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Dienstag, 30. Oktober 2012

Martin Filler: Smash It - Who Cares?

To be sure, opposition to Stuttgart 21 has not been wholly, or perhaps not even primarily, architectural, even though critical opinion reckons the station among the finest transportation facilities of the twentieth century. The new scheme also involves felling two hundred trees in the adjacent Schlossgarten, one of the city’s best-loved parks, which along with the project’s enormous cost—opponents have warned that it could exceed $23 billion—may well be the main sources of public anger. Yet even the partial destruction of Bonatz and Scholer’s masterful work (which they dubbed umbilicus sueviae, the navel of Swabia) has been rightly perceived as an irrevocable act of cultural vandalism. How big a political issue can be made of despoiling architectural landmarks? In fact, voter disgust with both Stuttgart 21 and mainstream politicians’ evident indifference to the numerous demonstrations against it helped the Green Party to win a majority on the Stuttgart city council in 2009 and two years later to lead a coalition government in Baden-Württemberg’s legislature, a first for a German state. What has made the story of the Stuttgart Central Station especially shocking is that the historic preservation movement arose a half-century ago in direct response to the equally misguided demolition of another great railway depot: McKim, Mead & White’s majestic Pennsylvania Station of 1908–1913 in New York City.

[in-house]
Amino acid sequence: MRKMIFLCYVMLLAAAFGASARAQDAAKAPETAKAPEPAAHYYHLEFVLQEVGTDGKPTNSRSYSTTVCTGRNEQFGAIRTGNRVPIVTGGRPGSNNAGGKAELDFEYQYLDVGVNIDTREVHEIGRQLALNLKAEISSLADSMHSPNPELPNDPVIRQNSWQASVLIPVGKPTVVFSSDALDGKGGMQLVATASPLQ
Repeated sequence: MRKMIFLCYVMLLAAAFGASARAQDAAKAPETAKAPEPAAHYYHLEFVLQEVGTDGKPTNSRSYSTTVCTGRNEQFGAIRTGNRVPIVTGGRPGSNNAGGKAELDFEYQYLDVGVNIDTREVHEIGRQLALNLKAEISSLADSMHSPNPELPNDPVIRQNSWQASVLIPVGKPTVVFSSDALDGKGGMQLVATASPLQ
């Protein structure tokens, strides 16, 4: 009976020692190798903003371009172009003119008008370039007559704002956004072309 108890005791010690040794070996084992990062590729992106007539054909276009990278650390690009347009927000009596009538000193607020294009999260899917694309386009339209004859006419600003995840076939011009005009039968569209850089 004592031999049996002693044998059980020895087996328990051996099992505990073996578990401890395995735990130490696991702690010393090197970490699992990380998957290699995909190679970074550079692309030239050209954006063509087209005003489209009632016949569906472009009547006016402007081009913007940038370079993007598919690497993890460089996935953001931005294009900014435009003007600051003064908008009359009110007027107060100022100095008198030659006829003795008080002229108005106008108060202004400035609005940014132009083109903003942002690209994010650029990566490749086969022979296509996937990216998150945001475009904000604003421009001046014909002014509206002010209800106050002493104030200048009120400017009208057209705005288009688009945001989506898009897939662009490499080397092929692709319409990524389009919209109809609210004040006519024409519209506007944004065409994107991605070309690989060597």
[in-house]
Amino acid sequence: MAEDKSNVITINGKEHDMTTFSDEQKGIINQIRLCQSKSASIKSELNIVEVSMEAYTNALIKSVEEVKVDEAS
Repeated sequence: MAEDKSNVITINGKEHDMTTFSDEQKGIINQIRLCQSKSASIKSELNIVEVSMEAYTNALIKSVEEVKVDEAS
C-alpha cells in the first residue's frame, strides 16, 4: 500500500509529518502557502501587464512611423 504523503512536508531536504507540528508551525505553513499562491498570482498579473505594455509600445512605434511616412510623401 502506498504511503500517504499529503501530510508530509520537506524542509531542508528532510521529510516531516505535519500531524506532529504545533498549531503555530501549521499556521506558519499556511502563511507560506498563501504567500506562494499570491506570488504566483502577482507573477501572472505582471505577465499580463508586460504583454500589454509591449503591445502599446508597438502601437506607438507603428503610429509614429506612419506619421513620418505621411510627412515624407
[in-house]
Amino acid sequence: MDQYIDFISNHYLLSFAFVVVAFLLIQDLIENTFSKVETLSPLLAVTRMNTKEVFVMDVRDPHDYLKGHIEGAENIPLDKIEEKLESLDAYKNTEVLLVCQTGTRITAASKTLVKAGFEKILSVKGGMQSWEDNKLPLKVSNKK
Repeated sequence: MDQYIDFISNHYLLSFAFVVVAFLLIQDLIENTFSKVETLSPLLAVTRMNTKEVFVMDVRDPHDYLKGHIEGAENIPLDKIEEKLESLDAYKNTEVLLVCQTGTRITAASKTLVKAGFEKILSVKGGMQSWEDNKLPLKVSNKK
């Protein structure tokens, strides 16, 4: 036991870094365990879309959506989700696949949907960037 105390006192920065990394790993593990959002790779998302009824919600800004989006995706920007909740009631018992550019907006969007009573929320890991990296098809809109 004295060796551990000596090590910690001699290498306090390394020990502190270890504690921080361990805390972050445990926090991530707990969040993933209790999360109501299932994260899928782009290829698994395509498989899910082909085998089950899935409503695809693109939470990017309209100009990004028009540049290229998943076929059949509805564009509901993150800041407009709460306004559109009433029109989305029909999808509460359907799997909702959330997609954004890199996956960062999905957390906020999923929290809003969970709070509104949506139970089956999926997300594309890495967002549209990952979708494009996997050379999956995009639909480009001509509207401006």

Mein Blog befasst sich in einem umfassenden Sinn mit dem Verhältnis von Wissen, Wissenschaft und Gesellschaft. Ein besonderes Augenmerk richte ich dabei auf die Aktivitäten des Medien- und Dienstleistungskonzern Bertelsmann und der Bertelsmann Stiftung.